I have always been conflicted on the issues that emerged from the Enlightenment. Their defense of self-ownership, individual liberties and natural rights have always been a cornerstone of my thinking on politics, government, society and culture. I have always, however, sided with the Romantics in questioning the reach of science into our daily lives.
As a concession, I will admit that I enjoy many of the products of science. Who dosen't? They, for better or worse, helped to make the world what it is today with warts and all. I like my computer, my portable CD player (the MegaJam 3000) and all that happy crap.
It is many of the larger issues raised by the primacy of science that cause me trepidation. First off, the blind faith in science to produce all the answers that we need for any question. Science, said the brilliant Thomas Kuhn, is one of many ideologies with its prejudices and systems. In this summation, science becomes what it should be: one of many ways of looking at the world and solving problems. We should never trust anything that easily. It should have to stand up to questioning and doubt from the outside.
It was in the 19th century that we developed our faith in science and technology (which I believe are two very different things) and also the idea of progress as the goal of life. This was the birth of modern factories, government's interest in public health, science as a faith and a way of life. Since they could seemingly definitively explain everything, they seemed like gods. As I mentioned before, the Romantics were trying to react to this, but they were too busy chasing women around Italy high on opium and wearing a silly shirt. Science ruled the day with the help of the state and now it forms a two-pronged attack on our minds and society.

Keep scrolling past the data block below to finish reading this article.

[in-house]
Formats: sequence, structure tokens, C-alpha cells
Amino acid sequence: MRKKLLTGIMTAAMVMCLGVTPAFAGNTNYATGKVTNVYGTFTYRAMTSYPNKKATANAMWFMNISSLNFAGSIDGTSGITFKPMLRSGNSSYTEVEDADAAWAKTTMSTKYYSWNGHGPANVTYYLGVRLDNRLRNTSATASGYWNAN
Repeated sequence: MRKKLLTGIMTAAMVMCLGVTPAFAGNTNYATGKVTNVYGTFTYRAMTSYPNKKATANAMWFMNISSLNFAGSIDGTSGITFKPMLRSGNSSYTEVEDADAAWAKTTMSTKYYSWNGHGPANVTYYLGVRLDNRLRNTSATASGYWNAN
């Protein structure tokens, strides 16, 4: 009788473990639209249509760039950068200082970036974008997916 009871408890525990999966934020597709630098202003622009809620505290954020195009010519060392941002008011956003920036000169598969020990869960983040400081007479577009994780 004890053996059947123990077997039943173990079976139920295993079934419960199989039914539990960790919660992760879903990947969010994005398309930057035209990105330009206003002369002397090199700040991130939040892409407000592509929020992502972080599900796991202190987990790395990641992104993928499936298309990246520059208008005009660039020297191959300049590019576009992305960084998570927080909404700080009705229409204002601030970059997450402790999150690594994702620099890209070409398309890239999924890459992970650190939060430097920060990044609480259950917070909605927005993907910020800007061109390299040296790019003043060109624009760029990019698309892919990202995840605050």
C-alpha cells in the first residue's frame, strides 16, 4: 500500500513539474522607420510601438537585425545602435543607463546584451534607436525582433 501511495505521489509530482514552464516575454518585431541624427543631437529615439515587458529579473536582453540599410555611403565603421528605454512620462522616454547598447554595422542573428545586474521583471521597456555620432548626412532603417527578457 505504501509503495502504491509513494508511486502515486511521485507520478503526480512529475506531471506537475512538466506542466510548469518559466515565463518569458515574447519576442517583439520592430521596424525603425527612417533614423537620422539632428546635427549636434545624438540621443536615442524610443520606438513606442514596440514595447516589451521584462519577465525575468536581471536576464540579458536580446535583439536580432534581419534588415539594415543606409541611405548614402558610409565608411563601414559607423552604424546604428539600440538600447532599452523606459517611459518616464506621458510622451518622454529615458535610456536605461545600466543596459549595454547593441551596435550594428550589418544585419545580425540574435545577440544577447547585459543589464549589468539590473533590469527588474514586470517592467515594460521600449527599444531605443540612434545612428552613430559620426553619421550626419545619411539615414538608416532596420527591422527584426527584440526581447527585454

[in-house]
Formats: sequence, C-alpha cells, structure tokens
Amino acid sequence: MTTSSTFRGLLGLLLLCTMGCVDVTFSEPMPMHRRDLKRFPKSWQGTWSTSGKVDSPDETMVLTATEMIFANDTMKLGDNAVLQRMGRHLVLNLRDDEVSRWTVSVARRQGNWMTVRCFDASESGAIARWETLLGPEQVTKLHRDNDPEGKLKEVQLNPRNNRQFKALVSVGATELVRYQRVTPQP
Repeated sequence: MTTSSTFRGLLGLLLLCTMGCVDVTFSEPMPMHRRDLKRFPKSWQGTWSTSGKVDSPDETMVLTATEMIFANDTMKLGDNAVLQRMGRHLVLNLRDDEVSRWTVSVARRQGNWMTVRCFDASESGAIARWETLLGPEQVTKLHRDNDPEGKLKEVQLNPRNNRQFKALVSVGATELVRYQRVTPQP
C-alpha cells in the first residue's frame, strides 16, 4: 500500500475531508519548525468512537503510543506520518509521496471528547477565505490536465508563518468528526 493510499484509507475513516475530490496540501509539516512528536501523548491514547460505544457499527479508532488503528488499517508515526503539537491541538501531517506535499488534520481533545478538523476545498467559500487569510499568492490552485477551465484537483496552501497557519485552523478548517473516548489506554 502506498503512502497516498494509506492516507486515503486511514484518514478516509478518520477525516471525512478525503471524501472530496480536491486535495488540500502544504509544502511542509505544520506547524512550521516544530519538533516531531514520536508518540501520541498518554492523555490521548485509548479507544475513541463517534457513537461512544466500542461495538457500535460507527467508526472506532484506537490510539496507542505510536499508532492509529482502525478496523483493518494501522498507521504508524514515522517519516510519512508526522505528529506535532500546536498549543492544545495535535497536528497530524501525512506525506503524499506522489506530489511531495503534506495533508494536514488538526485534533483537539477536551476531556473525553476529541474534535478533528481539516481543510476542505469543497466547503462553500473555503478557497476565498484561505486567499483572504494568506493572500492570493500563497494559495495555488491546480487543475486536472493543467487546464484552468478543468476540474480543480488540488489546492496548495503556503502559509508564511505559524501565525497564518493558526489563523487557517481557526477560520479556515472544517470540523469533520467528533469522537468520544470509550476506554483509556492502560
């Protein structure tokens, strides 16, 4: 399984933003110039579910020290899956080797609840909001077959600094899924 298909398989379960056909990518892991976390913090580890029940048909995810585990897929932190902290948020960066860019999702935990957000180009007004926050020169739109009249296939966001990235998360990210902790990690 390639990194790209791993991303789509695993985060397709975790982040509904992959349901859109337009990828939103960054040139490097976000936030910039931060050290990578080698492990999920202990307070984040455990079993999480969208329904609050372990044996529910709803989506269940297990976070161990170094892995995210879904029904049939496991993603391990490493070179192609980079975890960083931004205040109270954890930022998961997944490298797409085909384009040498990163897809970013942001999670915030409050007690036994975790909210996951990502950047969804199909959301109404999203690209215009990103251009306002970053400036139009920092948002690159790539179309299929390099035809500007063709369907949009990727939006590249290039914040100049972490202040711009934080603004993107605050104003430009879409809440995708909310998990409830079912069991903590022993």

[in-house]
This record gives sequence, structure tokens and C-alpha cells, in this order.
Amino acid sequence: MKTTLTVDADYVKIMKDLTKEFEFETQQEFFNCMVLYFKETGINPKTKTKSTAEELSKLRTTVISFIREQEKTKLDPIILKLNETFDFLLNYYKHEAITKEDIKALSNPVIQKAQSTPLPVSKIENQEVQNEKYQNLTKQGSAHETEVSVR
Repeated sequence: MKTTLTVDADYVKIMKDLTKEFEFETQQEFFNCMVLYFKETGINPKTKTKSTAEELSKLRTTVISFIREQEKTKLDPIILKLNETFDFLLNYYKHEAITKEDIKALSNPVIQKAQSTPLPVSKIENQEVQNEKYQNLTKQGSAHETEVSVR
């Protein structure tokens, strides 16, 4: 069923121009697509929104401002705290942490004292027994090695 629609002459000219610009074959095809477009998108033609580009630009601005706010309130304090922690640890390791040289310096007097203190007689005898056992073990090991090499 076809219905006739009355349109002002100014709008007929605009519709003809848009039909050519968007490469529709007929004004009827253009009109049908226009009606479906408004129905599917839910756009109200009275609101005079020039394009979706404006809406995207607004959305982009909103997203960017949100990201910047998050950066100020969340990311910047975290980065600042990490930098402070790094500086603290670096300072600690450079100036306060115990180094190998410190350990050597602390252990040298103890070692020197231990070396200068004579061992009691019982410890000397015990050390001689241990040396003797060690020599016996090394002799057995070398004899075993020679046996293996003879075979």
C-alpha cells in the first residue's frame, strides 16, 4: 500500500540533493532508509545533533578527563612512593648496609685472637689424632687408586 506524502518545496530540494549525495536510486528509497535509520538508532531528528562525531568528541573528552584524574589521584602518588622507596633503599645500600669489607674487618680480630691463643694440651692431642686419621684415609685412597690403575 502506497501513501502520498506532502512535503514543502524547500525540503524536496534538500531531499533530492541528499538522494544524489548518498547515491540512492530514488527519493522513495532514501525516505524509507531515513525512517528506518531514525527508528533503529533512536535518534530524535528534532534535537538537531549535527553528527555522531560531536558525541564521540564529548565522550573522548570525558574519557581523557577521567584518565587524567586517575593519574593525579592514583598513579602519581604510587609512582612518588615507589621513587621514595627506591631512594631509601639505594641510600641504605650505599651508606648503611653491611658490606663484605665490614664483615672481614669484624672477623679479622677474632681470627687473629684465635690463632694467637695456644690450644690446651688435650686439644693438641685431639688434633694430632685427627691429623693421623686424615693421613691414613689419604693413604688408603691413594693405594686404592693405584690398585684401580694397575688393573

Science is seen as the benevolent bringer of gee-whiz goodies and also life-saving cures for killer diseases. While it is hard to argue with the use of curing disease, the technogoodies can take a hit and needs it badly. As I said, it is just the happy crap that keeps us too occupied and takes all our money and time. It is fun, but it (like all enjoyable things) can begin to have negative effects. This is part of the divide between science and technology. This is technology; science, in its pures form, is the deep, theoretical stuff that may never have a use. One never knows, but this sort of science seems more like philosophy than industrial production.
Where does this leave us? We need to view science (especially anything that the state has a hand in) with a critical eye and remember that this faith in science came about in a time when most people would be awed by canned food and the lack of killer epidemics. Always be critical, and don't let them off with confusing explanations. It can be explained so that anyone can understand.
If they truly want to help, they have nothing to fear, right?
Never let them go easy. Expect answers and get them.
They are not gods. Let's remind them of this.
Year in review
2 weeks ago